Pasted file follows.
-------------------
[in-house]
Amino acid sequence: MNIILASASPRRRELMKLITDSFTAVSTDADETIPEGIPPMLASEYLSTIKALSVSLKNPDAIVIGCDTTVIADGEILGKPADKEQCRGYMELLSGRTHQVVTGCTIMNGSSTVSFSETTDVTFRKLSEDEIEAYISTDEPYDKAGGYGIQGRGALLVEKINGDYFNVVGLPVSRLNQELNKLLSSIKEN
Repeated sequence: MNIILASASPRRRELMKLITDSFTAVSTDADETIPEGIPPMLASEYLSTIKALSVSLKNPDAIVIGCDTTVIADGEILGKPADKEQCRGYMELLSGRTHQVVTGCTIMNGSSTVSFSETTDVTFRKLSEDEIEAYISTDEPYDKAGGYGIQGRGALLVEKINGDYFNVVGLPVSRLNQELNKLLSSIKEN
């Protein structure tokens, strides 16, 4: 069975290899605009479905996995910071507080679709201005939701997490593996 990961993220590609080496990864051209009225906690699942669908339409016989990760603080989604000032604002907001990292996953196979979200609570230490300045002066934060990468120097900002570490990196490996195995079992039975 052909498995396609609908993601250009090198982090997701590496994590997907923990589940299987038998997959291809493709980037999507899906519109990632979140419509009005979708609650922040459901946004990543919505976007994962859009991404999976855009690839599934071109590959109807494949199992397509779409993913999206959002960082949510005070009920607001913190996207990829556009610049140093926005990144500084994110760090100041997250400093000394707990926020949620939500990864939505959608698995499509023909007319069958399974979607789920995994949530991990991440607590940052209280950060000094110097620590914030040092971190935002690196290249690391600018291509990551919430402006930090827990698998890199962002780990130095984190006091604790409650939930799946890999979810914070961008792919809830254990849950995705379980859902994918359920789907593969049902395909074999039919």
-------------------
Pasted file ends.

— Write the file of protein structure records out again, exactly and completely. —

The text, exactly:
[in-house]
Amino acid sequence: MNIILASASPRRRELMKLITDSFTAVSTDADETIPEGIPPMLASEYLSTIKALSVSLKNPDAIVIGCDTTVIADGEILGKPADKEQCRGYMELLSGRTHQVVTGCTIMNGSSTVSFSETTDVTFRKLSEDEIEAYISTDEPYDKAGGYGIQGRGALLVEKINGDYFNVVGLPVSRLNQELNKLLSSIKEN
Repeated sequence: MNIILASASPRRRELMKLITDSFTAVSTDADETIPEGIPPMLASEYLSTIKALSVSLKNPDAIVIGCDTTVIADGEILGKPADKEQCRGYMELLSGRTHQVVTGCTIMNGSSTVSFSETTDVTFRKLSEDEIEAYISTDEPYDKAGGYGIQGRGALLVEKINGDYFNVVGLPVSRLNQELNKLLSSIKEN
């Protein structure tokens, strides 16, 4: 069975290899605009479905996995910071507080679709201005939701997490593996 990961993220590609080496990864051209009225906690699942669908339409016989990760603080989604000032604002907001990292996953196979979200609570230490300045002066934060990468120097900002570490990196490996195995079992039975 052909498995396609609908993601250009090198982090997701590496994590997907923990589940299987038998997959291809493709980037999507899906519109990632979140419509009005979708609650922040459901946004990543919505976007994962859009991404999976855009690839599934071109590959109807494949199992397509779409993913999206959002960082949510005070009920607001913190996207990829556009610049140093926005990144500084994110760090100041997250400093000394707990926020949620939500990864939505959608698995499509023909007319069958399974979607789920995994949530991990991440607590940052209280950060000094110097620590914030040092971190935002690196290249690391600018291509990551919430402006930090827990698998890199962002780990130095984190006091604790409650939930799946890999979810914070961008792919809830254990849950995705379980859902994918359920789907593969049902395909074999039919």